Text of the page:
My Last Day as a Genius
In the 1970s, many themes that had previously been considered off-limits were tackled in new, more gritty and realistic books for young adults. Taboos were there to be broken and authors did so with gusto. However, there still seem to be some subjects that have never before been explored in children’s books. In Mijn laatste dag als genie, Tanneke Wigersma tells the tragic and shocking story of a girl who would prefer not to exist.
Unhappy heroes are nothing new, but Wigersma’s protagonist Meije has no reason at all to be sad. She comes from a loving family, is doing well at school and her friend Fay is the best friend a fifteen-year-old could wish for. But that’s all on the outside, and on the inside Meije feels lonely and unhappy. She cannot, will not, dare not speak about it.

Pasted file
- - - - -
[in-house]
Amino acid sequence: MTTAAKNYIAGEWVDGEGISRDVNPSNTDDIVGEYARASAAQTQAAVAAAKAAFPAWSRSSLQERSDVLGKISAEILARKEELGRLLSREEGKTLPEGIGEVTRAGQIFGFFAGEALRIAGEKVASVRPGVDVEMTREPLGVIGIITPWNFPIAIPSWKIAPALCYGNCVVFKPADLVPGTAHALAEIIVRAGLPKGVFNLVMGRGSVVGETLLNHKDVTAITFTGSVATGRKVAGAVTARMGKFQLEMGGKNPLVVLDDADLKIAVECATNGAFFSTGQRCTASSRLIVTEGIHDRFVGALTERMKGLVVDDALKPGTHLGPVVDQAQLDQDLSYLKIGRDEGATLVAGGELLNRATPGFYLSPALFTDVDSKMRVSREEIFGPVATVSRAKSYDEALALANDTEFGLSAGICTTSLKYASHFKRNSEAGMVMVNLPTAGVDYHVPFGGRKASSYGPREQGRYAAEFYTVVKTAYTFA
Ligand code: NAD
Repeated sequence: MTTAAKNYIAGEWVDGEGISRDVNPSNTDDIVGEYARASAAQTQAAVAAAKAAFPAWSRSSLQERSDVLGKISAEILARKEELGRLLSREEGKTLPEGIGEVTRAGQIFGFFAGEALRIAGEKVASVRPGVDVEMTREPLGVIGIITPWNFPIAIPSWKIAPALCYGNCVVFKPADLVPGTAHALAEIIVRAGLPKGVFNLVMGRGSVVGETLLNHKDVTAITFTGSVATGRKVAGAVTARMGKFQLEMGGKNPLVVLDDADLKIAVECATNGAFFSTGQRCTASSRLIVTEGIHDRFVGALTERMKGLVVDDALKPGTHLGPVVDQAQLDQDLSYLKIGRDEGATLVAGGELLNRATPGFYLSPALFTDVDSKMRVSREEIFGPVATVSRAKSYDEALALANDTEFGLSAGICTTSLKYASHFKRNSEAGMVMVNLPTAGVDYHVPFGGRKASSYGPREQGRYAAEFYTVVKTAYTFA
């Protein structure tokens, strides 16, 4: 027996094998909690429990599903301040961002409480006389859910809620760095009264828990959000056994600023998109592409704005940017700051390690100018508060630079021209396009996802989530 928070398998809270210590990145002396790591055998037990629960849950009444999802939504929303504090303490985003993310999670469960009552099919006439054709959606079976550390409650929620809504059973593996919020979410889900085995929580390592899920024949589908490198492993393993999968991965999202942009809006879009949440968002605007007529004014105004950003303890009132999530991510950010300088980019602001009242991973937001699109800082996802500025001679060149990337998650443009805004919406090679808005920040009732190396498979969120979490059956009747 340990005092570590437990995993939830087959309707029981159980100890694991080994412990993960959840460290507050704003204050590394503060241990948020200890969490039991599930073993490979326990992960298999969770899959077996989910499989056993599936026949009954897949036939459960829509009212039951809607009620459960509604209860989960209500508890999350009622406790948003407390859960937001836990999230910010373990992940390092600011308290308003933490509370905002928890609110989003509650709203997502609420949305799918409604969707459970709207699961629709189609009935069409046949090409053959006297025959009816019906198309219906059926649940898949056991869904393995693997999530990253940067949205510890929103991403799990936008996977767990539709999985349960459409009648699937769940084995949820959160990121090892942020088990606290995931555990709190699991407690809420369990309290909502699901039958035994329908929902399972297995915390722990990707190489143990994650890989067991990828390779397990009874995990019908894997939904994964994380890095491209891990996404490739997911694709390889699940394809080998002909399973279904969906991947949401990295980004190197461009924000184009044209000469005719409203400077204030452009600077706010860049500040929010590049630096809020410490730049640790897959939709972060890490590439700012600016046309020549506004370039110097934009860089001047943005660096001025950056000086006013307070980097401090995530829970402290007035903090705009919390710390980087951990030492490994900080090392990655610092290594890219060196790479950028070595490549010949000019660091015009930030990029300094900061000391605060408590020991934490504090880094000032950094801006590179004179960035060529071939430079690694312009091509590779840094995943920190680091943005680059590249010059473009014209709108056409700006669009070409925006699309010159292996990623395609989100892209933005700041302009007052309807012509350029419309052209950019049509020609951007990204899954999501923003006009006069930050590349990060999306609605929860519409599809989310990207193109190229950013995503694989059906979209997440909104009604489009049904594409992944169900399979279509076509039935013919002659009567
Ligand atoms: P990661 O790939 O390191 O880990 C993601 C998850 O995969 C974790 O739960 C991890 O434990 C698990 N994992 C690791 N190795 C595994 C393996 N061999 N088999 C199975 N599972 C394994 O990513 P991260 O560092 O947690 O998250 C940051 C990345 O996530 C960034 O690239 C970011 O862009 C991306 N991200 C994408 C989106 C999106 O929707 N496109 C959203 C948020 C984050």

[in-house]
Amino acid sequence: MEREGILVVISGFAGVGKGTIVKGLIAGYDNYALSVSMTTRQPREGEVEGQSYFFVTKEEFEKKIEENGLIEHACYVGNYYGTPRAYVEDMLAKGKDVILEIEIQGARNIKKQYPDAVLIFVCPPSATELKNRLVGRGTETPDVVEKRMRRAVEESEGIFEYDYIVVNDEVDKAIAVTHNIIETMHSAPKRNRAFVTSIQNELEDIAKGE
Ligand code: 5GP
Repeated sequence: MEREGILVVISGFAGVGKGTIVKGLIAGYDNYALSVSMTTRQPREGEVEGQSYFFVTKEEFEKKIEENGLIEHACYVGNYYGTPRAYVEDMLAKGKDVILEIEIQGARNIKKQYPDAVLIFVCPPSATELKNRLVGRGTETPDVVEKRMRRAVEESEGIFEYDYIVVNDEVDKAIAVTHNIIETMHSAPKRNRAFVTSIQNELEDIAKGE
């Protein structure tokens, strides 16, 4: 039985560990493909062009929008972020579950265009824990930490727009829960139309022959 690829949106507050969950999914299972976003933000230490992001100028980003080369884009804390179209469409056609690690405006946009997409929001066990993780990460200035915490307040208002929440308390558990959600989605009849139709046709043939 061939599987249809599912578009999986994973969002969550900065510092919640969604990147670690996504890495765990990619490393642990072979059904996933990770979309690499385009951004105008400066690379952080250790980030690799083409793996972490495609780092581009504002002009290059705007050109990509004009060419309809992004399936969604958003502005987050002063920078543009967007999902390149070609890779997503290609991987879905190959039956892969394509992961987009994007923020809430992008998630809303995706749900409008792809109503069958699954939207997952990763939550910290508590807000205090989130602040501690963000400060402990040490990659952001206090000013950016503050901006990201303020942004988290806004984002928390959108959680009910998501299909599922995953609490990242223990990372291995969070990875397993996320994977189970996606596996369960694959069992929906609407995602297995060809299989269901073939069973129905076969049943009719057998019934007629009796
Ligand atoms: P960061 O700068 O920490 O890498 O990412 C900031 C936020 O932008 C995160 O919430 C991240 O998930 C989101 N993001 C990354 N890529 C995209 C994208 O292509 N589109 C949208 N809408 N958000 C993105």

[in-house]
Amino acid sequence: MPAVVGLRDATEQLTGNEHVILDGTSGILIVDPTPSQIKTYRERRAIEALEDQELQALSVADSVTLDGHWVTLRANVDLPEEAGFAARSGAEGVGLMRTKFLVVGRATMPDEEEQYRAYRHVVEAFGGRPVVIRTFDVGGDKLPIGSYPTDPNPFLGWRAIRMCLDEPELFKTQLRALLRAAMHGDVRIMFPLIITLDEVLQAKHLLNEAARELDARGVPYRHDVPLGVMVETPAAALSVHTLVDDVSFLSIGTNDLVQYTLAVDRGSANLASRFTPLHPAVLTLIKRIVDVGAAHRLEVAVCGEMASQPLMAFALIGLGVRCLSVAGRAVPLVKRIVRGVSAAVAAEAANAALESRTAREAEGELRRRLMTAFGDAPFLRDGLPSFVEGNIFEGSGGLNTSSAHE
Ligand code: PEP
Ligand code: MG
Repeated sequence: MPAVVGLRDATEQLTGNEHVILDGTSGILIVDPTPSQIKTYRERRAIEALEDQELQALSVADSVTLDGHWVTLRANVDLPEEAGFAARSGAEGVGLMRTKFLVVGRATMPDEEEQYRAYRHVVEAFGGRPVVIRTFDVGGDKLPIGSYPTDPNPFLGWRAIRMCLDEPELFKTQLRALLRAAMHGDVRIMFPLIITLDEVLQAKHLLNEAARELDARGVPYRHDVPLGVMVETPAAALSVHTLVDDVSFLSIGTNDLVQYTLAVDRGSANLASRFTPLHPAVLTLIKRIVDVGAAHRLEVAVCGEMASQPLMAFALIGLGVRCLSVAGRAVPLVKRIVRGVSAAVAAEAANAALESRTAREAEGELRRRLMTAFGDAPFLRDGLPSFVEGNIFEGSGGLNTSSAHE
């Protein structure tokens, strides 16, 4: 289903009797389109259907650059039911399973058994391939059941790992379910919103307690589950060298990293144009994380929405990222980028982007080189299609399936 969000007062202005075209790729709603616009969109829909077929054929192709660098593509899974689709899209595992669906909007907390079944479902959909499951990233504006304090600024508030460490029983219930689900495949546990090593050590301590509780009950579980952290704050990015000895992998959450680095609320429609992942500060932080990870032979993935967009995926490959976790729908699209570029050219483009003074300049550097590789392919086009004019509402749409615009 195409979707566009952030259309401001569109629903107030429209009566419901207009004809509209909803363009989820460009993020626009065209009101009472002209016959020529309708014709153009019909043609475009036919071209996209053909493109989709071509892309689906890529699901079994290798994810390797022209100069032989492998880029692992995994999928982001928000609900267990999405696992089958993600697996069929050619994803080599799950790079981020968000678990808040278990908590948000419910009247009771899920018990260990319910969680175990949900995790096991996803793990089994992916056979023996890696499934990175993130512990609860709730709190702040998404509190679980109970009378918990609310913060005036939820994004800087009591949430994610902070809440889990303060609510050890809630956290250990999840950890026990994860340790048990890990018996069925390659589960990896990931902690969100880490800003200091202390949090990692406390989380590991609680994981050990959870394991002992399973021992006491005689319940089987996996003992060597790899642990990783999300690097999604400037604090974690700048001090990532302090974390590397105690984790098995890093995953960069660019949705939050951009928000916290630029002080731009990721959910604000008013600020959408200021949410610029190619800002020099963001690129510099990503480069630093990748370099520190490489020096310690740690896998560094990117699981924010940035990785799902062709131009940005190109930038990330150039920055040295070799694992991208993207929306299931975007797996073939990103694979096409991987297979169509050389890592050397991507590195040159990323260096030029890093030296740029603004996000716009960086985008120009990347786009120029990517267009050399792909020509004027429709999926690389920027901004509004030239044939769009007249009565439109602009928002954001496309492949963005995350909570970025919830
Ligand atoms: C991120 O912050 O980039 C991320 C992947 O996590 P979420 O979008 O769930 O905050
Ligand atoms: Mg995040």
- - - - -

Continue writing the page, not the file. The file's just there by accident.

So she lies and says that everything’s fine, even when she is struck down by a serious illness. Because the illness suits her plans perfectly. Now she doesn’t have to jump off a block of flats or in front of a train (‘let’s be honest, the place for organs is on the inside’), but can instead die amongst the people she loves. And that is exactly what happens. But not before Meije has confided her secret in her diary, safe in the belief that Fay will burn it after her death. However, Fay has second thoughts and she reads with astonishment about how her friend fooled everyone.
Wigersma’s sentences are short, her choice of words is simple, but there’s so much to read between the lines: Meije’s loneliness and fear, Fay’s incredulity and anger, the all-consuming grief of her distraught parents. Mijn laatste dag als genie is not just an exceptionally clever book, it’s also a very brave one. Wigersma’s success in writing about such a controversial subject with so much compassion says a great deal about her talent as a writer.
By Joukje Akveld